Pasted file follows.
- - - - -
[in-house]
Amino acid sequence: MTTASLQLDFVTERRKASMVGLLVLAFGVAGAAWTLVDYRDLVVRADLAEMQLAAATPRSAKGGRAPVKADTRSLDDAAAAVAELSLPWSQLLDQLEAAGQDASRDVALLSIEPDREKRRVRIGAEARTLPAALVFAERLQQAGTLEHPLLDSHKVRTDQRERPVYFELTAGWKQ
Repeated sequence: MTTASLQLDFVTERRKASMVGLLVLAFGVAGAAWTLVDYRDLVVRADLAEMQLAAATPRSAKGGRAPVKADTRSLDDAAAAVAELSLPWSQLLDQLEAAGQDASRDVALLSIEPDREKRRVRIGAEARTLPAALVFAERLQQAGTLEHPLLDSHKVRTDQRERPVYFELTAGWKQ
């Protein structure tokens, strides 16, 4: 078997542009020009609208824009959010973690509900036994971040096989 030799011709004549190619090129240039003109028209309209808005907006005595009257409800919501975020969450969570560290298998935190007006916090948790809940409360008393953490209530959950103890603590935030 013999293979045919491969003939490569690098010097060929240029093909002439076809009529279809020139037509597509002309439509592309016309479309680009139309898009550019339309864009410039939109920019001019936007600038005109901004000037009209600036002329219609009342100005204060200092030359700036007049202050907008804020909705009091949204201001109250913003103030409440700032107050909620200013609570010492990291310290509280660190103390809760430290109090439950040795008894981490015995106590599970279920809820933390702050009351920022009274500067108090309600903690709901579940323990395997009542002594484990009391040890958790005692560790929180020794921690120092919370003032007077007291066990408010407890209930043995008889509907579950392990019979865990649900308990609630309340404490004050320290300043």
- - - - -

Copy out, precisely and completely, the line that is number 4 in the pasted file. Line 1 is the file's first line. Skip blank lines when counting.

């Protein structure tokens, strides 16, 4: 078997542009020009609208824009959010973690509900036994971040096989 030799011709004549190619090129240039003109028209309209808005907006005595009257409800919501975020969450969570560290298998935190007006916090948790809940409360008393953490209530959950103890603590935030 013999293979045919491969003939490569690098010097060929240029093909002439076809009529279809020139037509597509002309439509592309016309479309680009139309898009550019339309864009410039939109920019001019936007600038005109901004000037009209600036002329219609009342100005204060200092030359700036007049202050907008804020909705009091949204201001109250913003103030409440700032107050909620200013609570010492990291310290509280660190103390809760430290109090439950040795008894981490015995106590599970279920809820933390702050009351920022009274500067108090309600903690709901579940323990395997009542002594484990009391040890958790005692560790929180020794921690120092919370003032007077007291066990408010407890209930043995008889509907579950392990019979865990649900308990609630309340404490004050320290300043």